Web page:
Monday, January 17, 2011

Structure in Action

Here are some notes from the Pat Hastings seminar. These deal primarily with evaluating puppies. Truly there is too much info. I am looking at my notes and getting overwhelmed by the thought of trying to fashion it into something coherent to post! I think maybe I will do multiple posts or perhaps I will just do this post.

Please be aware that there are often mistakes from the ear to the paper. Pat told a great story of a woman who had been to MULTIPLE seminars. She asked Pat if she wanted to look at her notes. Pat said sure and discovered things she swore she never said! That being said here you go….

Pat Hastings started in dogs in 1958 with no “formal” education. She is sharing what she has learned. She has bred 26 different breeds of dogs and evaluated over 34,000 puppies. Her mentor has been Dr. Barclay Slocum.

All dogs are born with the natural instinct to do their job, but not all have the structure to do the job. In order to work all day in terrain a dog must have good structure.

Understand when you look at a breed standard it is all compromise. Breed type is critical but type has to be on a quality animal.

PH strongly feels the phrase “pick of the litter” should be eliminated from a breeder’s vocabulary.

Vets are taught that the only time you can evaluate structure is at 8 weeks. Tissue does not have enough strength to hold bones in correct position prior to 8 weeks. Bones are similar in proportion to an adult dog at 8 weeks. 3 days on either side of the 8 week anniversary works. 4 days does not.

PH did an experiment with 100 litters. She tried a 7 week evaluation, an 8 week evaluation, and a 9 week evaluation. 8 week evaluations were 100% accurate. 7 and 9 week evaluations were about 70% accurate.

For a proper evaluation the puppies should be in a totally new environment. The WORST person to evaluate the litter is the breeder. Breeder will spend the entire evaluation trying to make their favorite the pick. PH suggests getting someone else, outside of your breed, to do the evaluation.

PH always does her evaluations on a table with a mirror facing her. This allows her distance and angle. She started with a scale of 1 – 5; she would now recommend a scale of 1 - 9.

3 is your average show dog; 5 perfect – doesn’t exist; 1 should be euthanized.

Scores each of the sections on a scale of 1 – 5:
Shoulder – point of shoulder up
Front – post-sternum down
Rear assembly
Does not evaluate heads

4 pieces of a breeder’s job:
Structural Soundness

Any dog whose structure is less than a 3 doesn’t belong in a performance home, shouldn’t be bred, and should be sold STRICTLY as a companion.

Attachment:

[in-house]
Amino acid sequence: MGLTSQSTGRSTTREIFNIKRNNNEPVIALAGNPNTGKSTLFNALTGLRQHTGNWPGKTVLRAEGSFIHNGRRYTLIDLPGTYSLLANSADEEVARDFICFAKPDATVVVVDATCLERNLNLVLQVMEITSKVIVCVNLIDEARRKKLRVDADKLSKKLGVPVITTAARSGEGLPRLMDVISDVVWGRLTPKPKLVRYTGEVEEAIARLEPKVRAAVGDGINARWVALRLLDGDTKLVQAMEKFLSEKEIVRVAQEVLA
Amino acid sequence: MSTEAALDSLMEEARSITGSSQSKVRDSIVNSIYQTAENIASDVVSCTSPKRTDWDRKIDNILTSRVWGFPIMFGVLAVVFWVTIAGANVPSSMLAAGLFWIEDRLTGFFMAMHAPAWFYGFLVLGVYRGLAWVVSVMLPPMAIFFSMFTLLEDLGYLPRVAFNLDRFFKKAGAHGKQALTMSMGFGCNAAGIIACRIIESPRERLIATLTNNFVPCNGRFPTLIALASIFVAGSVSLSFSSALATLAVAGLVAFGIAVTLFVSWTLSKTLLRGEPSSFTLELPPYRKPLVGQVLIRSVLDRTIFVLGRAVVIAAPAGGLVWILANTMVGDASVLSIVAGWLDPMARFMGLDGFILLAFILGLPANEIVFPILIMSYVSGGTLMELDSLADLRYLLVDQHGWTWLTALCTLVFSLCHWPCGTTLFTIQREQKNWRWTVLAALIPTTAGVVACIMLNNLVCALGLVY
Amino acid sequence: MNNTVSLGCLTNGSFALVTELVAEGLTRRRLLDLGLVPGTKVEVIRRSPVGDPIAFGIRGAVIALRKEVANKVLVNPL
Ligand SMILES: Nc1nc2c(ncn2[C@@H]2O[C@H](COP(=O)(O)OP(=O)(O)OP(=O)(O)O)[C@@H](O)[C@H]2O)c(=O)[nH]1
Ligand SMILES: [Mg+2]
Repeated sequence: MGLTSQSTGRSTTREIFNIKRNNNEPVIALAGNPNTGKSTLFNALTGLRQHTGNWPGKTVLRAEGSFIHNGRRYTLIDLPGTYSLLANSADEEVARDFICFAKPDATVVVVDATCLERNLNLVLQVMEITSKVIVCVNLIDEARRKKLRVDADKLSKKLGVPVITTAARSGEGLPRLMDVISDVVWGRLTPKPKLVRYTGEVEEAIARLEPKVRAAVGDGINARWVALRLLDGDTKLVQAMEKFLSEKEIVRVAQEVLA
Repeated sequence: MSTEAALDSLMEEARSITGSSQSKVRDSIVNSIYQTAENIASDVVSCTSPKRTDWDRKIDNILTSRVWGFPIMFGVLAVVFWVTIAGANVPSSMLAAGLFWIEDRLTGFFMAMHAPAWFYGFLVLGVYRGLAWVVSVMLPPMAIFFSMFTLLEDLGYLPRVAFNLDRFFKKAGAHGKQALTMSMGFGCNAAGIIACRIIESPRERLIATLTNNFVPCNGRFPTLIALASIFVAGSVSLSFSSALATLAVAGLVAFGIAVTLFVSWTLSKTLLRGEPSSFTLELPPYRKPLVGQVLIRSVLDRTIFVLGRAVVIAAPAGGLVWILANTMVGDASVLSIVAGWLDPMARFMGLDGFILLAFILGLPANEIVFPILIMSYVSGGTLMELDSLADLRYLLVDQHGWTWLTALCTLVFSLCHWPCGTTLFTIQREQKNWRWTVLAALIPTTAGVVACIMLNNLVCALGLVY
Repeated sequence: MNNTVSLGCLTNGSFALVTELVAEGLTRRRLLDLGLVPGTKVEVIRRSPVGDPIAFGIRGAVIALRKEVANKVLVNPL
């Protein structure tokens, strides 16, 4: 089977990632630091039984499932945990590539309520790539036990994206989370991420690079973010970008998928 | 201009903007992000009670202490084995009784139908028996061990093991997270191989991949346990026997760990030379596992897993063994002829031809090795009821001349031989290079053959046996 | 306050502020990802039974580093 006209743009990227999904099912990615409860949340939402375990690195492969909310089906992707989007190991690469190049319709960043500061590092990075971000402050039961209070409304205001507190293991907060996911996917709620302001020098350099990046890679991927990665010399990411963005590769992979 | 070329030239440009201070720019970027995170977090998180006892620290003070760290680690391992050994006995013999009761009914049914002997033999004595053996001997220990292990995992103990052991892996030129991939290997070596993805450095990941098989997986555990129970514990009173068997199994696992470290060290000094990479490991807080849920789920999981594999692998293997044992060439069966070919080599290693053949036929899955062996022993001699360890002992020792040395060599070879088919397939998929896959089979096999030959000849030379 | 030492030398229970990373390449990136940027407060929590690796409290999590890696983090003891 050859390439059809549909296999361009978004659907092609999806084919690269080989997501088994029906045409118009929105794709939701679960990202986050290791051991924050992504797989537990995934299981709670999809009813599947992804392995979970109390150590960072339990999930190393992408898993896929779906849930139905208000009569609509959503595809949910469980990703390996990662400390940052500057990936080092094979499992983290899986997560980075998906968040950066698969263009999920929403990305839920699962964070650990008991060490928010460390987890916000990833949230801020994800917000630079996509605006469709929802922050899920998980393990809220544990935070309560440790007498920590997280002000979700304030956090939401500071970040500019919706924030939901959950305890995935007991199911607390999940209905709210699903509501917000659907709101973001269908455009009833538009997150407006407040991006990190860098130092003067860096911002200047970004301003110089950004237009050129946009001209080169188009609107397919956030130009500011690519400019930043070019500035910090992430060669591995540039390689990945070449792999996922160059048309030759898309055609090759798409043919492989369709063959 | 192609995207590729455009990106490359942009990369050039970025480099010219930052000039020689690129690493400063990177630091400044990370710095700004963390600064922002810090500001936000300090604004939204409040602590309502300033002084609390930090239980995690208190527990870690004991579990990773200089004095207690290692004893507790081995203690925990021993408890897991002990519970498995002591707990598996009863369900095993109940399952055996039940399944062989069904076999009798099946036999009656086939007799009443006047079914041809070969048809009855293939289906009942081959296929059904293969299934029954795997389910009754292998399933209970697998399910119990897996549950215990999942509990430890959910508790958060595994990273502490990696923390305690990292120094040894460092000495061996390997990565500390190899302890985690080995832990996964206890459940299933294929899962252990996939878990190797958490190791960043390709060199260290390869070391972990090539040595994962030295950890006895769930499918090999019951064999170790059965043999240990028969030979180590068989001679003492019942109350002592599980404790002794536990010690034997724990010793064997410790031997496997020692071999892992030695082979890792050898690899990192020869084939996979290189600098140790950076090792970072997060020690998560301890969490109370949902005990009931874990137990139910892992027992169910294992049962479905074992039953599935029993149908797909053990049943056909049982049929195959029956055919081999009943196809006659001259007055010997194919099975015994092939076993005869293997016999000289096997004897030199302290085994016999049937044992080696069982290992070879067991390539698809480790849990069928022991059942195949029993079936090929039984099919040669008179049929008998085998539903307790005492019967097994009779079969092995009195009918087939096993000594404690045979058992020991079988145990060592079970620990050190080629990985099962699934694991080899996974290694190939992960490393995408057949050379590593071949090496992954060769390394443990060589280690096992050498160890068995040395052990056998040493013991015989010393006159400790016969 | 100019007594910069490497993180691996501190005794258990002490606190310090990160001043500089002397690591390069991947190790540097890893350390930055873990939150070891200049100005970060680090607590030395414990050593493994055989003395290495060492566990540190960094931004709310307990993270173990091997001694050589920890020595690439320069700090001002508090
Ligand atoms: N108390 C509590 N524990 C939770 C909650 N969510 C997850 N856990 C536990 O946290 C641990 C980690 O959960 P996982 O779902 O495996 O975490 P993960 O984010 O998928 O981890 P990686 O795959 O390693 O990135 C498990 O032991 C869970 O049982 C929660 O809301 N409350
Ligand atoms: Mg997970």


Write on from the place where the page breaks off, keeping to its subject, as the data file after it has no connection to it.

Busiest puppy in the litter typically does NOT belong in a performance home. The reason it is busy is because it cannot comfortably stay still and the busy-ness becomes a habit. (Debbie Gross Saunders said the same thing in her seminar I attended a few years ago.)

One of the litters that Pat evaluated was a litter of labs. She stated that they were overweight. She said that puppies that carry the HD gene and are overweight increase their chances of developing HD by 50%.

She sees too many people fault breeding, or trading faults. This one has the head I want so I will breed to xyz. She said it is best to breed to the best total dog that includes the strengths you are looking for. Also recommends knowing as much as you can about the litter the sire/dam came from because whatever that litter consisted of is likely what the dog will throw.

Pat also has a spiffy trick to help stack puppies. She holds them so their feet are barely touching the table and moves them around the table. Their nails are dragging. Then she sets them down and sets them up. Because the puppies felt as though the floor was moving, once it stopped they did not move. She did this with both litters of pups and every pup stacked beautifully.

She did not talk much about actual showing but one thing she did say is that people tend to touch problem areas and it is a dead give away to the judge. She said to stack your dog and refuse to touch the problem area once he is stacked – all it does is call attention to it. It is commonsense, but sometimes we overlook the obvious!

That’s all for now; I have to organize my thoughts about the structure analysis and decide the best way to present it – if I am going to.

By the way, Bug’s chiropractor was there and she said a lot, if not most of this information is in Pat Hastings’ video Puppy Puzzle.


Crazy Cardiness said...

Thats great Julie! I love the PUppy puzzle videos and use them to do my evals too, very informative.

JackPDB said...

That is a lot of information -- some of it common sense, some of it counter-intuitive. Lots of people glom on to the busy puppy as the show dog because they see evidence of drive, but sometimes busy is just busy...
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